Culture

India’s Women Skateboarders Embody ‘Alpha Females’ in New Music Video

British band Wild Beasts’ newest video for their song, ‘Alpha Female’ turns the spotlight on Bengaluru’s women skateboarding community.

Still from the video. Credit: Youtube

Still from the video. Credit: Youtube

 

The last time a British band with white male members decided to make a video based in India, even Queen Bey couldn’t salvage it. But Wild Beasts’ newly released video for their song ‘Alpha Female’ from the album ‘Boy King’ gets it so very right.

To begin with, ‘Alpha Female’ is a catchy song and the lyrics, for once, don’t masquerade as ‘feminist’ or present a hedged, palatable version of ‘female empowerment’ or ‘girl power’. Instead, you’re treated to “I will not hold you back. Simple as that, yeah, ooh-ooh-ooh” paired with the visual of an Indian woman in a bright pink sari and gold nose ring gliding down a main road in Bengaluru, bemused men watching her from the sidelines. There’s little to misconstrue or misrepresent here.

 

And then suddenly, the camera’s following a young woman in a denim jacket, black cap and shoes weaving through busy traffic on her board; grabbing an orange off a cart as a fat policeman gapes openmouthed, hanging onto the side of a rickshaw to zip along on a wide street.

“Alpha female I’ll be right behind you”.

And then it gets better. Now there is a little girl going up and down the slopes of an empty skatepark at night in Bengaluru.

On a well paved road, surrounded by nothing, a large group of women in pink and blue saris on skateboards moves forward, saris flapping to reveal pants underneath the fabric, aviators glinting in the sun.

It honestly looks like the most enjoyable version of urban Indian womanhood I’ve come across.

The video’s director, Sasha Rainbow, told Dazed about why she chose to focus on Bengaluru’s women skateboarders, “Because of the current political climate in the west and attitudes of intolerance and sexism across the world, I wanted to create a video that celebrates everyone who takes the risk to be themselves.” Adding, “In places like Afghanistan, Cambodia, and India, skating has not been solidified as a male sport and therefore has had a massive cultural impact, teaching values about self-empowerment through skateboarding.”

The band’s singer Hayden Thorpe added, “Sasha told me that in India, time has a different quality,” continuing, “It slows down when you move through it, as if made of thicker stuff. The skateboarding girls and women in ‘Alpha Female’ appear to have found a sublime vehicle for slicing through time more quickly. They are in a hurry, speeding time up, pulling their generation along.”

The video’s appeal also lies in the band’s physical absence from it. No white men playing holi in ramshackle buildings, all of it portrayed in saturated colours, evoking a hyper-real feel as if India is an imaginary place. In contrast, this video shoots urban Bengaluru the way it is, in shadowy corners, inside sweet shops, residential areas, on busy main roads, on deserted highways.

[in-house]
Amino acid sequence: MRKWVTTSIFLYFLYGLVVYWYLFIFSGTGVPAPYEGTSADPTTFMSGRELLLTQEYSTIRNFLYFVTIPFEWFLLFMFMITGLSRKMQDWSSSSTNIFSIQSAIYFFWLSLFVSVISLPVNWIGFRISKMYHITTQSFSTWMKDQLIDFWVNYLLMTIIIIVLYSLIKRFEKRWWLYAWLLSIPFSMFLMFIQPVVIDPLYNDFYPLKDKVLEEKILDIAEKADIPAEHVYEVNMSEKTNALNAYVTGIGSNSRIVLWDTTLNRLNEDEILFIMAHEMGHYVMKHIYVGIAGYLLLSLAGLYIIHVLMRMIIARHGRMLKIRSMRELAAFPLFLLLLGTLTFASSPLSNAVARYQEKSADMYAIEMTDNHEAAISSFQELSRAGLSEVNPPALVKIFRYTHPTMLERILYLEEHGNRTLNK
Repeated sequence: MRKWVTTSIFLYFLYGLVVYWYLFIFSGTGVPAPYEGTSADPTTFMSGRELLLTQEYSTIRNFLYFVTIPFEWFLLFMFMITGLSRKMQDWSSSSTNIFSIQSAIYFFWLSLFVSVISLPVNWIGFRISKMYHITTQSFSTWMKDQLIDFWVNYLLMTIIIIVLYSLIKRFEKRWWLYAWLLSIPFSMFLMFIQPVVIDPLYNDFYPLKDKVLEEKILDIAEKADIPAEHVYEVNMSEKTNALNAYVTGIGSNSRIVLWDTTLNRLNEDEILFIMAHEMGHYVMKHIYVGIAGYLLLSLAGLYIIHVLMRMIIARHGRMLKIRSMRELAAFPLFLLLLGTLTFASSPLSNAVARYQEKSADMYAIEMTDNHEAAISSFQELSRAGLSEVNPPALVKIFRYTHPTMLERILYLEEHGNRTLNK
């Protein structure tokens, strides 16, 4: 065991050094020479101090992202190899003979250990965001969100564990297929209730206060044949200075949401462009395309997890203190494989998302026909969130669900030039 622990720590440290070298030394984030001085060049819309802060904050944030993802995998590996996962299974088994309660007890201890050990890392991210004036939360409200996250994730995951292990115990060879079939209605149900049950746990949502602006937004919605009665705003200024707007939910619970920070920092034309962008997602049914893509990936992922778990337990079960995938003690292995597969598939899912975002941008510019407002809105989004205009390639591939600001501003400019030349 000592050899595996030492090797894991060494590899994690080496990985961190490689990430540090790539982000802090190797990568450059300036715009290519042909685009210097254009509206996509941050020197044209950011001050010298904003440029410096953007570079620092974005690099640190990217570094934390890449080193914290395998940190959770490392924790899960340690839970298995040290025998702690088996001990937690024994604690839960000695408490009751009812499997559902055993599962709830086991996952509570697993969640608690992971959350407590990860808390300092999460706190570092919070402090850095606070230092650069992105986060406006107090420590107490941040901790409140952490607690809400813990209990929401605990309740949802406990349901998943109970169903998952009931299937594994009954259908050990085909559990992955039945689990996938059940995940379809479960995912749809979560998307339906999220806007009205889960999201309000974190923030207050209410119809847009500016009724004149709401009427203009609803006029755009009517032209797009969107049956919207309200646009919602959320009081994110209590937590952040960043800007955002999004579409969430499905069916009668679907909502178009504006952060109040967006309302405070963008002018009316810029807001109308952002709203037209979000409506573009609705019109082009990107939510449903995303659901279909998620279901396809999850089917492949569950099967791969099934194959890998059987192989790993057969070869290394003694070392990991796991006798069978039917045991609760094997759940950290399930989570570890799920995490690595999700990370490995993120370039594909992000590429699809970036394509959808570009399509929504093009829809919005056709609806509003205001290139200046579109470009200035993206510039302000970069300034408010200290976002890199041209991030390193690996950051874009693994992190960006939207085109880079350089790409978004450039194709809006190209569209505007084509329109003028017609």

The music itself hasn’t received a lot of love from reviewers with Pitchfork stating, “Boy King is by no means a disaster, but it is a disappointment,” but the Guardian going for a more ambivalent, “Too many songs sound like generic electronic rock.” The band, whose previous four albums have displayed eccentric wordiness, clearly pared down for this album. Something that didn’t get past the Guardian, “Five albums in – solidly good ones, never truly earth-moving ones – you get a sense that this Cumbria-via-Leeds band have decided to throw erudition to the wind and finally embrace knuckle-dragging rock piggery.” It’s true, the lyrics are simple and catchy, not erudite.

However, the ‘Alpha Female’ video is a triumph for 24-year-old Atita Verghese, India’s most prominent female skateboarder who features prominently in the video along with members of Girl Skate India and the Holystoked Skate Crew collectives.

For the last few years, Verghese has been promoting skateboarding around the country. According to Purpose2Play, In 2013, Verghese and the HolyStoked Collective worked together to build a skatepark in Bengaluru and also coordinated with other friends to teach underprivileged how to skate. In addition to this, they also taught their young students English, maths and photography. Then, they received funding from a German NGO to build ten more parks in other parts of India and five outside the country as well.

Verghese recently released a documentary of an all-girls skateboarding tour she did with 12 other female skateboarders from nine different countries. The group visited four Indian cities in 2015, travelling the country by bus to teach children about skateboarding.

The female skateboarders have more attention in store for them as Rainbow has decided to shoot a documentary about them. Paper magazine quoted Rainbow as saying, “The girls I worked with are an inspiration… I want to commemorate this incredible moment in India and show how massive cultural change can start with just one person.”

For now, it’s just nice to see someone get it right.